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dental amalgamDentistry A filling material that contains up to 50% mercury, silver and other metals. See Alternative dentistry, Fluoridation, Gutta percha, Mercury.
A dental restorative material made by mixing approx. equal parts of elemental liquid mercury (43% to 54%) and an alloy powder (57% to 46%) composed of silver, tin, copper, and sometimes smaller amounts of zinc, palladium, or indium. Dental amalgam has been used for over 150 years. A fraction of the mercury in amalgam is absorbed by the body, and people with amalgam restorations in their teeth have higher concentrations of mercury in tissues (including the blood, urine, kidneys, and brain) than those without amalgam fillings. In 1993 the Public Health Service of the U.S. Department of Health and Human Services published a report acknowledging that scientific data are insufficient to conclude that amalgam fillings have compromised health. There is no evidence that removal of amalgam fillings has a beneficial effect on health. A dental amalgam is colloquially called a silver amalgam or a silver filling.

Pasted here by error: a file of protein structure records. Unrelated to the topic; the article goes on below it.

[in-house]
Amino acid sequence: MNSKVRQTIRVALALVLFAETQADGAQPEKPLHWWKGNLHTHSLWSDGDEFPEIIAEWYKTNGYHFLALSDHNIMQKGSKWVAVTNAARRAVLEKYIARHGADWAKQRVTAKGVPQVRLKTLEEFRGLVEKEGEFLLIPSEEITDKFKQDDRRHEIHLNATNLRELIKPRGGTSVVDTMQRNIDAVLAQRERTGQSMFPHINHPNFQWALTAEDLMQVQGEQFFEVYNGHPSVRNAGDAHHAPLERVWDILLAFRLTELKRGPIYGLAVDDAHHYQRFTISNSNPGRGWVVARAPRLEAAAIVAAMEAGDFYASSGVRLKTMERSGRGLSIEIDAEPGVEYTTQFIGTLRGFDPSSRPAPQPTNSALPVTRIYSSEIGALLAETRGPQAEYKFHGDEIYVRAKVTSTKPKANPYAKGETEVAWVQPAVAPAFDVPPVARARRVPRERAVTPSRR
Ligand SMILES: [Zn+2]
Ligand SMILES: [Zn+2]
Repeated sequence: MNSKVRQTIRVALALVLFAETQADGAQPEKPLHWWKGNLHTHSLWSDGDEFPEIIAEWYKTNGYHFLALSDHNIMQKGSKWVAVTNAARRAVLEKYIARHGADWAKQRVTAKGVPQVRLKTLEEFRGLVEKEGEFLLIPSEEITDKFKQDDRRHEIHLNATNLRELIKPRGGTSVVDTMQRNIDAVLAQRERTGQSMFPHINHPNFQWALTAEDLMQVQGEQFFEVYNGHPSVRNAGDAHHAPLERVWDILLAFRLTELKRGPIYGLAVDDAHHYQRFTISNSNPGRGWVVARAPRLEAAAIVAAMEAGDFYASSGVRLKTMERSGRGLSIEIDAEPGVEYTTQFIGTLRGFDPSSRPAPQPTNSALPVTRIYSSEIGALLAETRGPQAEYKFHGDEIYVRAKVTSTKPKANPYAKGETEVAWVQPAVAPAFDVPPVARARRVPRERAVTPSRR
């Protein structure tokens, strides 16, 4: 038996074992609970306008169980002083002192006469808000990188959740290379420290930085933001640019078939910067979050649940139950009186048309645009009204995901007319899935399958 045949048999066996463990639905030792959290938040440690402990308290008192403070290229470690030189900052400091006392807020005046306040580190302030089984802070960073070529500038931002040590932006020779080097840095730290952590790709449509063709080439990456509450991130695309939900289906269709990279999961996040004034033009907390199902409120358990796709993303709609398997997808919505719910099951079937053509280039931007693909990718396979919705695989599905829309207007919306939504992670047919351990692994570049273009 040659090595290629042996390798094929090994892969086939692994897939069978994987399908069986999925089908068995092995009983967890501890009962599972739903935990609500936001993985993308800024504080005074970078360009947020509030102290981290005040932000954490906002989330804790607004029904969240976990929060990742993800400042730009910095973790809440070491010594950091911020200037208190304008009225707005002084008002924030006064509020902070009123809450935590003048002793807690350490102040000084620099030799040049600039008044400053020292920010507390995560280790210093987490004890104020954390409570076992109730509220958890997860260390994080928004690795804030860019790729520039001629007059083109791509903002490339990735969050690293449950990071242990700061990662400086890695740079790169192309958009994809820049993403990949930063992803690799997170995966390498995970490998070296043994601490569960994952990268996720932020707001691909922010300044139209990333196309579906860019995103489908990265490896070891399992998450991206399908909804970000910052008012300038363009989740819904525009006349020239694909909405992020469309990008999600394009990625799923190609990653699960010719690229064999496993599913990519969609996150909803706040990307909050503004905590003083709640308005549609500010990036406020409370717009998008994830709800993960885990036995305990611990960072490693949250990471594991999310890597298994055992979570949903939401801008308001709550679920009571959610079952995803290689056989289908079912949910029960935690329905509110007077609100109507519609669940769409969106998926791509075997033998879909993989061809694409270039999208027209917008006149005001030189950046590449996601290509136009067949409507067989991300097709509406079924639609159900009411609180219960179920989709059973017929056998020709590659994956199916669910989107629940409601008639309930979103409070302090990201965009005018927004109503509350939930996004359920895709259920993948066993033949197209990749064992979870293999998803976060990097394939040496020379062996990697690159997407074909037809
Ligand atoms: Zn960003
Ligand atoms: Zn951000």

See also: amalgam